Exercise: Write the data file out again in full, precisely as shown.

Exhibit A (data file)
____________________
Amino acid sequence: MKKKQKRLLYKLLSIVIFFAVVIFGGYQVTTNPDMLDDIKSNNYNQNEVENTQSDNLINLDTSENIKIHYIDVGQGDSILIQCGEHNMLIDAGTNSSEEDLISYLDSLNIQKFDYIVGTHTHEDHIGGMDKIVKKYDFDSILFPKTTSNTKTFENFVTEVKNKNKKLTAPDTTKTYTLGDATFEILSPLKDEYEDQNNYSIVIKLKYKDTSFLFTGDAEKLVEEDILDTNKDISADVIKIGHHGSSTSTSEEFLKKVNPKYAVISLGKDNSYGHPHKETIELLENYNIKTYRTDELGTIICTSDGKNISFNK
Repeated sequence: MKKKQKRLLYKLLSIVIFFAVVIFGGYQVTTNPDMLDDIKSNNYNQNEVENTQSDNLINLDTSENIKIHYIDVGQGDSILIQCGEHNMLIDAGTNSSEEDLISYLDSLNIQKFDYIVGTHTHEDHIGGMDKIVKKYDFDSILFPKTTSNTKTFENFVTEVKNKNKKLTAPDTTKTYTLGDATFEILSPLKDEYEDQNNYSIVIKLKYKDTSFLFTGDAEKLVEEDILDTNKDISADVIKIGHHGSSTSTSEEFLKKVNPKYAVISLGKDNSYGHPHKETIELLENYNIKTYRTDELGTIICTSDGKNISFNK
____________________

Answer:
Amino acid sequence: MKKKQKRLLYKLLSIVIFFAVVIFGGYQVTTNPDMLDDIKSNNYNQNEVENTQSDNLINLDTSENIKIHYIDVGQGDSILIQCGEHNMLIDAGTNSSEEDLISYLDSLNIQKFDYIVGTHTHEDHIGGMDKIVKKYDFDSILFPKTTSNTKTFENFVTEVKNKNKKLTAPDTTKTYTLGDATFEILSPLKDEYEDQNNYSIVIKLKYKDTSFLFTGDAEKLVEEDILDTNKDISADVIKIGHHGSSTSTSEEFLKKVNPKYAVISLGKDNSYGHPHKETIELLENYNIKTYRTDELGTIICTSDGKNISFNK
Repeated sequence: MKKKQKRLLYKLLSIVIFFAVVIFGGYQVTTNPDMLDDIKSNNYNQNEVENTQSDNLINLDTSENIKIHYIDVGQGDSILIQCGEHNMLIDAGTNSSEEDLISYLDSLNIQKFDYIVGTHTHEDHIGGMDKIVKKYDFDSILFPKTTSNTKTFENFVTEVKNKNKKLTAPDTTKTYTLGDATFEILSPLKDEYEDQNNYSIVIKLKYKDTSFLFTGDAEKLVEEDILDTNKDISADVIKIGHHGSSTSTSEEFLKKVNPKYAVISLGKDNSYGHPHKETIELLENYNIKTYRTDELGTIICTSDGKNISFNK